My co-authors for this project are Cecilia Brainard (Los Angeles), Erma Cuizon (Manila), Susan Evangelista (Palawan), and Nadine Sarreal (Singapore). At one point—and this is something Cecilia discusses in the introduction to the novel—the amazing Marianne Villanueva was part of our crew, but in the end if was just the five of us e-mailing files like mad, trying to make sense out of the tangle of characters we'd invented, and trying to smooth out our writing styles into a cohesive narrative. It was a long and sometimes frustrating process that took about like 350 years. Or maybe it was just six. I've blocked it out, but I believe that detail, too, is included in Cecilia's introduction. The bottom line is that the novel is being released by Anvil (Philippines) this month, and it's being mini-launched at the Manila Book Fair on the 18th, where Nadine and Susan will represent our motley crue and field questions from interviewer Ivy Mendoza.

More on all this later, as I need to hop back on that hamster wheel (hello reality). But I'm happy to leave you with a small image of the cover, at least. I love it because the woman is going absolutely batshit crazy:

Wednesday, September 01, 2010

The Post In Which Three Disparate Topics Are, In Fact, Not Disparate But Rather Related Via the Theme of Time and Its Passing

I think the first day of school is a lot like New Year's Day. At least for stay-at-home parents of younger, school-age, out-schooled children. It's the day we think things like now I'll start working out regularly again, now I'll get the house in order, empty every laundry basket I see, have lunch with my friend, make an appointment for a haircut, get the oil changed, call the refrigerator guy. I took a little unscientific survey of moms this morning. "What are you doing today?" I asked. And every single one was going to yoga or running or doing some other physical activity. It's all so re-birth-y. In fact, for the past two years my personal yearly calendar has begun in August.

And speaking of rebirth: my children look like completely different children now. When did this happen? How did this happen? In July they were just little tangled-hair-water-nymph-like babies, and now they look like...I don't know. Well, let's just do a visual. Now they look like this:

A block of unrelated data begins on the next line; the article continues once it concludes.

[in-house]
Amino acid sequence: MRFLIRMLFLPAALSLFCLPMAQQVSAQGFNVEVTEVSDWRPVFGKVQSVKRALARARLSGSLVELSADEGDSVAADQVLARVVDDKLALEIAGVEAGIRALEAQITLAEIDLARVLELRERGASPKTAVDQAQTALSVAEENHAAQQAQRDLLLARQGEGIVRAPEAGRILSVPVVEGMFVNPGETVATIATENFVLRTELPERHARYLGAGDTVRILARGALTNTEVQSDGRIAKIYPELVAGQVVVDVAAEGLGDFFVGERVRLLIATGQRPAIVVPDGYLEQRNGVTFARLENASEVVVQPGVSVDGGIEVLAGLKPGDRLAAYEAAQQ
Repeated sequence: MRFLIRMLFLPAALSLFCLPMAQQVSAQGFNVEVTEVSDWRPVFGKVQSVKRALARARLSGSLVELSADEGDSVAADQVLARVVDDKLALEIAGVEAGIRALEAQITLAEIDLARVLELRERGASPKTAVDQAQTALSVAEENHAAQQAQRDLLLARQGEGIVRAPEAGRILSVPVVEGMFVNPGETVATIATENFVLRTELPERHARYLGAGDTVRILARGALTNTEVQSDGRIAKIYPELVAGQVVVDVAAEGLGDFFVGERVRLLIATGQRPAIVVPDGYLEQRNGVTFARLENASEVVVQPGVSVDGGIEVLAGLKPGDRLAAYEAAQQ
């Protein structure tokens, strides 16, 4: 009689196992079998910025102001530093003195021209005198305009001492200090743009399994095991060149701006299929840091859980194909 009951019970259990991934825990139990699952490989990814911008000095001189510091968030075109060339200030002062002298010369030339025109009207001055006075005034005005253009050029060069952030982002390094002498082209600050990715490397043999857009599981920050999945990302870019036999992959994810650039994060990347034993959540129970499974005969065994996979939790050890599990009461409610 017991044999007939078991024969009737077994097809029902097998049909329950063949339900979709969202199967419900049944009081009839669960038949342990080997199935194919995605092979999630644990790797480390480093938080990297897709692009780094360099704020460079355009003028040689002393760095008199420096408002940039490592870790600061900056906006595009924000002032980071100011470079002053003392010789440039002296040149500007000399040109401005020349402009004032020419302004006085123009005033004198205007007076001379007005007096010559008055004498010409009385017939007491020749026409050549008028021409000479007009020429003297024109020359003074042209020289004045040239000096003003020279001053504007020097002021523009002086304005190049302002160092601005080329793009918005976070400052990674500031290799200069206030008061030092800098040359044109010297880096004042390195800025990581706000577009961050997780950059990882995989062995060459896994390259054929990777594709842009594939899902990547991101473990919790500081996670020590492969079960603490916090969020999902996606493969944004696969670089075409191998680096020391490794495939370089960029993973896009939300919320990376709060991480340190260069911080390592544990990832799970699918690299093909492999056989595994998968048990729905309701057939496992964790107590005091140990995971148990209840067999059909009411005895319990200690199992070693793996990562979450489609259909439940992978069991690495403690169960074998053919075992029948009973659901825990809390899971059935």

It's ridiculous that I'm always so shocked that...gasp!...the clock keep ticking. All I know is that if I had a superhero power it would be The Ability To Freeze Time.


So I downloaded Scrivener (tagline: "Outline. Edit. Storyboard. Write.), and I kinda love it. It took me a minute to orient myself, but once I watched the intro video, I was good to go. I think it lends itself well to the way I write and organize, and it addresses my need to have a bunch of sketches and bits and pieces super close at-hand. If you're planning on tackling National Novel Writing Month (I don't know if I will this time, but you never know), you should definitely take a look at Scrivener. And guess what? It's free for 30 days and NaNoWriMo is...ta-da!...30 days long!


In other news, except under rare circumstances I am (sort of) no longer transported by the shopping experience. But I have to confess that I have lost all semblance of control when it comes to GILT. I don't know what it is, people. Actually, I do: they combine some great stuff + good prices + the thrill of the chase. The sales open and close at certain times, quantities appear to be super limited, and you become paranoid that you're going to miss out on something amazing because as you peruse, all kinds of super cute dresses or whatever are suddenly marked as "In Members Carts Now," and you start thinking oh my gosh that IS super cute and if I don't get it right now they're going to sell out so I better hurry, gah I hope they have my size oh oh oh... Then sure enough if you're a few seconds too late, the loathsome "SOLD OUT" message pops up on said super cute dress. There's also a gameshow element because even if you do manage to scoop up the super cute dress of your desires, you only have ten minutes to pull the trigger or the item is removed from your shopping cart and set back out into circulation. It's all too much. In fact, I'm going to head over there for a minute right now...